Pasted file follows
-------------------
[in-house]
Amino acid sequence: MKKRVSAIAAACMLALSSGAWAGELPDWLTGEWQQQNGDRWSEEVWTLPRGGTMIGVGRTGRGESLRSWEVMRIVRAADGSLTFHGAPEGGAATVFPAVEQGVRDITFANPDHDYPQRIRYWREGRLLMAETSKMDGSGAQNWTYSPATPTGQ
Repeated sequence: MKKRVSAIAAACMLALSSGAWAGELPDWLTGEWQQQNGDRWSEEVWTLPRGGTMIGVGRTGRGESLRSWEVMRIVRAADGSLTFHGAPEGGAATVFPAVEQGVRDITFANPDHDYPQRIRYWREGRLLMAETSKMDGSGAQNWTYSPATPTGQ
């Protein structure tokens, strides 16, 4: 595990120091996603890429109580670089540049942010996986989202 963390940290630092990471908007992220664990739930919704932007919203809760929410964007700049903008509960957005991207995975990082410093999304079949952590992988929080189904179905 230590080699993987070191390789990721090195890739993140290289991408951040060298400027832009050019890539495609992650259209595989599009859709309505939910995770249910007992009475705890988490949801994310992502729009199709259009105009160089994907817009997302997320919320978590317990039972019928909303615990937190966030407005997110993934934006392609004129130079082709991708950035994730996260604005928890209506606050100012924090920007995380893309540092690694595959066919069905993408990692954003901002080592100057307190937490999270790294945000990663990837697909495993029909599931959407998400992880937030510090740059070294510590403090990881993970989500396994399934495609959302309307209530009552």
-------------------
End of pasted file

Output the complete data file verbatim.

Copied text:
[in-house]
Amino acid sequence: MKKRVSAIAAACMLALSSGAWAGELPDWLTGEWQQQNGDRWSEEVWTLPRGGTMIGVGRTGRGESLRSWEVMRIVRAADGSLTFHGAPEGGAATVFPAVEQGVRDITFANPDHDYPQRIRYWREGRLLMAETSKMDGSGAQNWTYSPATPTGQ
Repeated sequence: MKKRVSAIAAACMLALSSGAWAGELPDWLTGEWQQQNGDRWSEEVWTLPRGGTMIGVGRTGRGESLRSWEVMRIVRAADGSLTFHGAPEGGAATVFPAVEQGVRDITFANPDHDYPQRIRYWREGRLLMAETSKMDGSGAQNWTYSPATPTGQ
């Protein structure tokens, strides 16, 4: 595990120091996603890429109580670089540049942010996986989202 963390940290630092990471908007992220664990739930919704932007919203809760929410964007700049903008509960957005991207995975990082410093999304079949952590992988929080189904179905 230590080699993987070191390789990721090195890739993140290289991408951040060298400027832009050019890539495609992650259209595989599009859709309505939910995770249910007992009475705890988490949801994310992502729009199709259009105009160089994907817009997302997320919320978590317990039972019928909303615990937190966030407005997110993934934006392609004129130079082709991708950035994730996260604005928890209506606050100012924090920007995380893309540092690694595959066919069905993408990692954003901002080592100057307190937490999270790294945000990663990837697909495993029909599931959407998400992880937030510090740059070294510590403090990881993970989500396994399934495609959302309307209530009552």